We are fully vaccinated but remain cautious and are uncomfortable with the idea of being in close quarters during an indoor meal with unvaccinated folks.
We feel hesitant to ask them about their vaccination status, as it seems intrusive. On the other hand, we feel strongly that those who eschew the vaccine for whatever reason need to be respectful of others by maintaining social distance and wearing masks, both of which won't be possible if we accept their dinner invitation.
We've hinted broadly about being vaccinated, such as mentioning our joy at finally being able to visit vaccinated relatives, but they've said nothing about their own status.
So, what is the polite or appropriate way to handle this?
— Not Nosy, but Curious
Not Nosy, but Curious: If you are nervous or unsure about others’ vaccination status — then you could (also) choose to wear a mask and maintain social distance. It seems that some states are moving toward recommending this — even for vaccinated people — because of virus variants that are emerging.
Understand, however, that your vaccination is supposed to protect you from the more serious symptoms caused by the coronavirus and that some vaccinations seem to be effective — so far — against the variants (check with the Centers for Disease Control and Prevention at cdc.gov).
If you want to know if people are vaccinated — ask them. I believe this is a fairly common issue that will be cropping up often.
In my own experience, people who are vaccinated tend to offer up this information when issuing — or accepting — an invitation.
You can say, “Thank you so much for the dinner invitation. We would love to see how you’ve fixed up the place. Sorry if this is awkward, but are you both vaccinated? We’re being super-cautious, especially about indoor gatherings.”
This is an intrusive question, and I look forward to a time when people won’t feel compelled to ask it.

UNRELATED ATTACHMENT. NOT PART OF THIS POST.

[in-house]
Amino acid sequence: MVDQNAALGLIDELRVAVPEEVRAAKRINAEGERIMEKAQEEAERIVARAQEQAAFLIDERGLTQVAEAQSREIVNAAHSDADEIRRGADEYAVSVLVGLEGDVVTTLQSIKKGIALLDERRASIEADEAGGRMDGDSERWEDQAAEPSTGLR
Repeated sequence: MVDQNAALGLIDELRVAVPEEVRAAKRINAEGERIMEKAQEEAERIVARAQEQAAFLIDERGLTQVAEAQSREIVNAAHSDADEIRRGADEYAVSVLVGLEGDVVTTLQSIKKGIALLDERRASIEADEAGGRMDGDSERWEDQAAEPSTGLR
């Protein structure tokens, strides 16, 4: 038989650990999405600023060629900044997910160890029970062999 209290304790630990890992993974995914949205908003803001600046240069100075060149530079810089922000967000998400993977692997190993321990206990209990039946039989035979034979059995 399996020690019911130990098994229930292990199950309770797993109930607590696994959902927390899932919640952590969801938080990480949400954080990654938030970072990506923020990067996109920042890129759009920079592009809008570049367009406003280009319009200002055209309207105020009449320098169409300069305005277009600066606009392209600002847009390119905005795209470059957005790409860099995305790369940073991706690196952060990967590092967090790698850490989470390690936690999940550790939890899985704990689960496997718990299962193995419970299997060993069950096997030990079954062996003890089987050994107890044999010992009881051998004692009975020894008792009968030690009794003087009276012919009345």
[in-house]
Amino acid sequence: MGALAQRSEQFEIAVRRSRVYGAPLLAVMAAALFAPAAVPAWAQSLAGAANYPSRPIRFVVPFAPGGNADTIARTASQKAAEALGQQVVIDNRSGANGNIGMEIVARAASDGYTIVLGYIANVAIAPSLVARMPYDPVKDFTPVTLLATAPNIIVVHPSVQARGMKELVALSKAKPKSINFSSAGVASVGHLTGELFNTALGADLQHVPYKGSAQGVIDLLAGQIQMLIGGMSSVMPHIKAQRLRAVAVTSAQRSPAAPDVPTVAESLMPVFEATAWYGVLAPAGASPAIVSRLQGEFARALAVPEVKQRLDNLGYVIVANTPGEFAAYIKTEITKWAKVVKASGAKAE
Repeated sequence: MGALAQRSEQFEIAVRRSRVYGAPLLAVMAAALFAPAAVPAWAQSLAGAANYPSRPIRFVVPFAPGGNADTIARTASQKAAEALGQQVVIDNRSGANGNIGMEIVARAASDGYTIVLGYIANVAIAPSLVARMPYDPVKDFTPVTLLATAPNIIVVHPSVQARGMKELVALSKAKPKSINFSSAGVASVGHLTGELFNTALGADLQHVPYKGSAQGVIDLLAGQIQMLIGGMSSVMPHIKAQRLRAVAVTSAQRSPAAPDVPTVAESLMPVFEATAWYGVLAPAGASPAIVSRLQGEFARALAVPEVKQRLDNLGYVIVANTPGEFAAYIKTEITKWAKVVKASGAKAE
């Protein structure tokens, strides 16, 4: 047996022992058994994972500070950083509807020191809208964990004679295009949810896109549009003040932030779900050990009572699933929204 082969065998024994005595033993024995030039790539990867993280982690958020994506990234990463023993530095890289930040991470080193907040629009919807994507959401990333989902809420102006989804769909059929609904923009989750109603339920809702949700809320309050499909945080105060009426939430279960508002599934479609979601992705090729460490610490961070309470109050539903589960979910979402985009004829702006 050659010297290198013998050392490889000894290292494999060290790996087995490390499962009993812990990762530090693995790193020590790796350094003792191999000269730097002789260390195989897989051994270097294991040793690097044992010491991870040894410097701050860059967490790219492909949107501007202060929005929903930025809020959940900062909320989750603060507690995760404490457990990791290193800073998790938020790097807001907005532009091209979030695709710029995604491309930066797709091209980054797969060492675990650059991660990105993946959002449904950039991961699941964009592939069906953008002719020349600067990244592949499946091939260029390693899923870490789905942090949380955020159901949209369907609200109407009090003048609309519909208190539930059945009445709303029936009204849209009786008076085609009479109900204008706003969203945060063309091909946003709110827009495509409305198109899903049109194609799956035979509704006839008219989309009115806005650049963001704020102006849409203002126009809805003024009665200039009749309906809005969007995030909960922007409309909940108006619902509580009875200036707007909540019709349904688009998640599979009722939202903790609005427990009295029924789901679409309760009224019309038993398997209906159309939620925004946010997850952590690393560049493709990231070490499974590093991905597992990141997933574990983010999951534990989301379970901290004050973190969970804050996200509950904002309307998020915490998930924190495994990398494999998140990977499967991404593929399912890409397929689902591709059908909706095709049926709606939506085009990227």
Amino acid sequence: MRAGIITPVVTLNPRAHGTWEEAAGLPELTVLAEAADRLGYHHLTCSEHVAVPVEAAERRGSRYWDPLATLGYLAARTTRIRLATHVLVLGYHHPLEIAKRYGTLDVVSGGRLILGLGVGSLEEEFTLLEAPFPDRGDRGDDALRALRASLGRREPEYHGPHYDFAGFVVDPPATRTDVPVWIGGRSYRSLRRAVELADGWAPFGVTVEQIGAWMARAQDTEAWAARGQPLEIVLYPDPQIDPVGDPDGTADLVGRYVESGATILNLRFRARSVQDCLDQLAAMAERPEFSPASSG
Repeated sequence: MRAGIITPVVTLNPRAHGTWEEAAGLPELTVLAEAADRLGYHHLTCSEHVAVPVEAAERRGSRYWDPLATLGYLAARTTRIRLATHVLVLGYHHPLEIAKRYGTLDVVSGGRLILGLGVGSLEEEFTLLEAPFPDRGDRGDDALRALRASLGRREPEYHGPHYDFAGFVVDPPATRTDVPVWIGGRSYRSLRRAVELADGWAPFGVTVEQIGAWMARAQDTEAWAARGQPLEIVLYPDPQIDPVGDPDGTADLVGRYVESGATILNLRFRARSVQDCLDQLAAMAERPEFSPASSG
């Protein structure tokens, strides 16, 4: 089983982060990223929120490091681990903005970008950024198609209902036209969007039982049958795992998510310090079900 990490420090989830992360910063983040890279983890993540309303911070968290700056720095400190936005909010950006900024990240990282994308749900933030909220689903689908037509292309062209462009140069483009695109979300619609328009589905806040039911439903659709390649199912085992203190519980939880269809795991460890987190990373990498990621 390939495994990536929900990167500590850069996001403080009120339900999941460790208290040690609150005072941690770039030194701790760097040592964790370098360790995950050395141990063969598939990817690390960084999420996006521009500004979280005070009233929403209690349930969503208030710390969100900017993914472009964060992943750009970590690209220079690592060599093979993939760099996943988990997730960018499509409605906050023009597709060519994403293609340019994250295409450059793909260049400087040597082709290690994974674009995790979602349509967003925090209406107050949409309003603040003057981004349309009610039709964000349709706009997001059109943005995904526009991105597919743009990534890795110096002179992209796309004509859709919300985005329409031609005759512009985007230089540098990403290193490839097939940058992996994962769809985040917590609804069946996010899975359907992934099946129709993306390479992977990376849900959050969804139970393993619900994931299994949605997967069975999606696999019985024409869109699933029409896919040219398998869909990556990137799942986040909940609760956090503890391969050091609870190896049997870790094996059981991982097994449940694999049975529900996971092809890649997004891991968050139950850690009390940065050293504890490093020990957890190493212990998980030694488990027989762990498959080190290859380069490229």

Dear Amy: I've come to realize that I've been enabling my friend "Jack" in his addiction to medication.
At first, I didn't realize he had a problem. He claimed he had intermittent neck pain and didn't have time to see a doctor because he's caring for his mother, who is in very bad health.
As time went on, his requests for my medication became more and more frequent.
I asked him, "If this is so serious why don't you have a prescription?" He says he does, but it has lapsed.
After hearing that, I told him that I can't provide my medication anymore.
I need my medicine. I thought I was helping him because he was helping his mother.
I told him that I realized this is an emotional time for him, and then suggested that he might be self-medicating. He said he probably was then asked me for more. I said no.
I feel guilty for giving him the medication in the first place.
I want to help, but I don't think I can. I feel like I've been a horrible friend.
— Horrible Friend
Horrible Friend: You are right — you should not have given your medication to anyone else. In addition to the fact that you need your medication to treat your own illness, you are not a physician and can’t prescribe an appropriate and safe medication and dosage for another person.
However, addicts tend to be persuasive and manipulative. Your friend counted on you to respond with generosity and compassion, and you did. I hope you won’t make the same mistake again. He obviously needs professional help, and making this suggestion is the most you should do.
Dear Amy: I'm responding to the question from "Widower," who wondered when it was okay to start dating after the death of his wife of 40 years.
My late wife passed away 19 years ago (may she rest in peace).
My current wife brought a condolence casserole to the house — and didn't go home.
Best 19 years ever!
— Not Quite Newlywed
Not Quite Newlywed: Never underestimate the magical powers of a good casserole.
2021 by Amy Dickinson distributed by Tribune Content Agency